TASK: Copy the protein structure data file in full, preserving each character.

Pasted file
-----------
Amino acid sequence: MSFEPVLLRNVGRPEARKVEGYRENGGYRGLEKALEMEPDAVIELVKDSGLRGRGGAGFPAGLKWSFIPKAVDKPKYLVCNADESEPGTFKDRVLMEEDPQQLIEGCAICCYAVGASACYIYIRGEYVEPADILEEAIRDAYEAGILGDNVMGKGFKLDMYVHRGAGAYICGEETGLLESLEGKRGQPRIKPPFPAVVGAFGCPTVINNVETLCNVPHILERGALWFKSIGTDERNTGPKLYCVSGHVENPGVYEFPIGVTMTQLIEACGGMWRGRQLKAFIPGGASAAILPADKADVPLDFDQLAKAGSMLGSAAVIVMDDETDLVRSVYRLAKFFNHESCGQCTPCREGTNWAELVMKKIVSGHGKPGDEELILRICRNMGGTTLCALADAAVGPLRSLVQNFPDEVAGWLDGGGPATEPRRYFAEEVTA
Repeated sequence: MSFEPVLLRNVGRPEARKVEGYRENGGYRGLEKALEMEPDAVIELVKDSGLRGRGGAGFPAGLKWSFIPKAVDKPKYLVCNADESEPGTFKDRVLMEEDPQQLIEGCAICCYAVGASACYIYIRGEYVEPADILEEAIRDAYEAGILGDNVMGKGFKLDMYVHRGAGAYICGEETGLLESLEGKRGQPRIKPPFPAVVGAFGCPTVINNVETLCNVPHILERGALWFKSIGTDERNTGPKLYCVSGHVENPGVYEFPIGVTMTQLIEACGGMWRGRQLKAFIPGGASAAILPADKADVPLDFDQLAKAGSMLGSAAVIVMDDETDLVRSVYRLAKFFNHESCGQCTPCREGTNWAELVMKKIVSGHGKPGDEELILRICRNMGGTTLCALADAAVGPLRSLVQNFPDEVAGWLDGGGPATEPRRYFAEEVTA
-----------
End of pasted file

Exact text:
Amino acid sequence: MSFEPVLLRNVGRPEARKVEGYRENGGYRGLEKALEMEPDAVIELVKDSGLRGRGGAGFPAGLKWSFIPKAVDKPKYLVCNADESEPGTFKDRVLMEEDPQQLIEGCAICCYAVGASACYIYIRGEYVEPADILEEAIRDAYEAGILGDNVMGKGFKLDMYVHRGAGAYICGEETGLLESLEGKRGQPRIKPPFPAVVGAFGCPTVINNVETLCNVPHILERGALWFKSIGTDERNTGPKLYCVSGHVENPGVYEFPIGVTMTQLIEACGGMWRGRQLKAFIPGGASAAILPADKADVPLDFDQLAKAGSMLGSAAVIVMDDETDLVRSVYRLAKFFNHESCGQCTPCREGTNWAELVMKKIVSGHGKPGDEELILRICRNMGGTTLCALADAAVGPLRSLVQNFPDEVAGWLDGGGPATEPRRYFAEEVTA
Repeated sequence: MSFEPVLLRNVGRPEARKVEGYRENGGYRGLEKALEMEPDAVIELVKDSGLRGRGGAGFPAGLKWSFIPKAVDKPKYLVCNADESEPGTFKDRVLMEEDPQQLIEGCAICCYAVGASACYIYIRGEYVEPADILEEAIRDAYEAGILGDNVMGKGFKLDMYVHRGAGAYICGEETGLLESLEGKRGQPRIKPPFPAVVGAFGCPTVINNVETLCNVPHILERGALWFKSIGTDERNTGPKLYCVSGHVENPGVYEFPIGVTMTQLIEACGGMWRGRQLKAFIPGGASAAILPADKADVPLDFDQLAKAGSMLGSAAVIVMDDETDLVRSVYRLAKFFNHESCGQCTPCREGTNWAELVMKKIVSGHGKPGDEELILRICRNMGGTTLCALADAAVGPLRSLVQNFPDEVAGWLDGGGPATEPRRYFAEEVTA